Antarctic Ice Breakups Reveal New Species

Antarctic species photo
<< Previous   2 of 6   Next >>
A male Antarctic sea spider bearing its eggs was found in a region of the sea once covered by a giant ice shelf. The sea spider, or pycnogonid, may prove to be a species new to science.

While the breakups of the ice shelves are widely considered dire signs of global warming, the events have provided scientists with a rare opportunity to survey undersea life that had long been hidden by polar ice.

"Until now, scientists have glimpsed life under Antarctica's ice shelves only through drill holes," said expedition leader Gutt. "We were in the unique position to sample wherever we wanted in a marine ecosystem considered one of the least disturbed by humankind anywhere on the planet."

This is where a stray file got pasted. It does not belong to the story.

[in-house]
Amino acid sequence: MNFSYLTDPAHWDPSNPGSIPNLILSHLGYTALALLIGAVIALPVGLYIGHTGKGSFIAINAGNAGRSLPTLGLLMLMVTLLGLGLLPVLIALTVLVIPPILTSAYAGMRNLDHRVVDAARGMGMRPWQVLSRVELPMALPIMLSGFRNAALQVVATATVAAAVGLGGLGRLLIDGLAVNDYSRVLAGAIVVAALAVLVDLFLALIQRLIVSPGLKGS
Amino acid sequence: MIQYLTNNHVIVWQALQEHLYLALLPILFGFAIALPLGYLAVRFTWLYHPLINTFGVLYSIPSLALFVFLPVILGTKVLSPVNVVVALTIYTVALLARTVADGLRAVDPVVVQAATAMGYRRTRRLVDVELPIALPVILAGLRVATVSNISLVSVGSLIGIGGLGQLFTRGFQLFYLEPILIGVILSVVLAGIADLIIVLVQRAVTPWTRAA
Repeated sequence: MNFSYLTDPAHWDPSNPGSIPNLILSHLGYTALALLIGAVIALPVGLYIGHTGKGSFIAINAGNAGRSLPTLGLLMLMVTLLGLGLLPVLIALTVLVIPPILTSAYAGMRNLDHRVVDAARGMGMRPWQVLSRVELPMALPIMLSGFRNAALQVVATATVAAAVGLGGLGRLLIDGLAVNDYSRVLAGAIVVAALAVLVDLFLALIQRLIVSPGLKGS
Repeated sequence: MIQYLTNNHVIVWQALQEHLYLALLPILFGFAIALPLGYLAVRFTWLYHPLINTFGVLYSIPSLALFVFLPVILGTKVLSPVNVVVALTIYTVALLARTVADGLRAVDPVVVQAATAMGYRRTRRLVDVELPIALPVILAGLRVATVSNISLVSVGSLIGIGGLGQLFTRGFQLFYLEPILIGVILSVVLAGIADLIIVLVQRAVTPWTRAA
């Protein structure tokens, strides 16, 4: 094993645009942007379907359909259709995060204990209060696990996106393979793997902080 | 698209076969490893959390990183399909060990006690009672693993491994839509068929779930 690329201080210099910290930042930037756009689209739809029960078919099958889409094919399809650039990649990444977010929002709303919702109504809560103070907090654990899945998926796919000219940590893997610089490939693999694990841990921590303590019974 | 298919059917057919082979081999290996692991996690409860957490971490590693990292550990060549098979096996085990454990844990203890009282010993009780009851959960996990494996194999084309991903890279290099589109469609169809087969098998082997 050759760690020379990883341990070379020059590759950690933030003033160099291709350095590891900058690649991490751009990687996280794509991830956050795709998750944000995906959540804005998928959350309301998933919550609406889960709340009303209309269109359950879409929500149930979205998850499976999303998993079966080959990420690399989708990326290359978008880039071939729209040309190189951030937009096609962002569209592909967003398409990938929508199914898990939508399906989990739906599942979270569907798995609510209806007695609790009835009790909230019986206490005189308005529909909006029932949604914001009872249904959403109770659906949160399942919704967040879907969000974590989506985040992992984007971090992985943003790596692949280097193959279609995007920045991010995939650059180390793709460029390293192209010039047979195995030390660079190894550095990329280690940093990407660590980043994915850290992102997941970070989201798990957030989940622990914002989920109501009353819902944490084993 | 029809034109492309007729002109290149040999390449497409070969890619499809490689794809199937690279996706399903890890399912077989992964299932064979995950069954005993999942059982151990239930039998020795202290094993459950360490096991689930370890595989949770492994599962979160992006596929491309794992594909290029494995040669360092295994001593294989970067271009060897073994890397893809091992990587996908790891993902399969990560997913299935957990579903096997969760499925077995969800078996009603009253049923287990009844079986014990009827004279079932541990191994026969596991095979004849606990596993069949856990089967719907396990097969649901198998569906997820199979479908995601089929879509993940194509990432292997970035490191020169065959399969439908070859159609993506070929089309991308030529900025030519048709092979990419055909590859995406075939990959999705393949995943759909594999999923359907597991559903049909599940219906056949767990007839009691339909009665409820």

More Photos in the News
 Today's 15 Most Read Stories
 Free Email Newsletter: Focus on Photography
—Photograph ) P.J. Lopez-Gonzalez/Alfred Wegener Institute for Polar and Marine Research
 
NEWS FEEDS    After installing a news reader, click on this icon to download National Geographic News's XML/RSS feed. After installing a news reader, click on this icon to download National Geographic News's XML/RSS feed.

Get our news delivered directly to your desktop—free.
How to Use XML or RSS




 

50 Drives of a Lifetime

Listen to your favorite National Geographic news daily, anytime, anywhere from your mobile phone. No wires or syncing. Download Stitcher free today.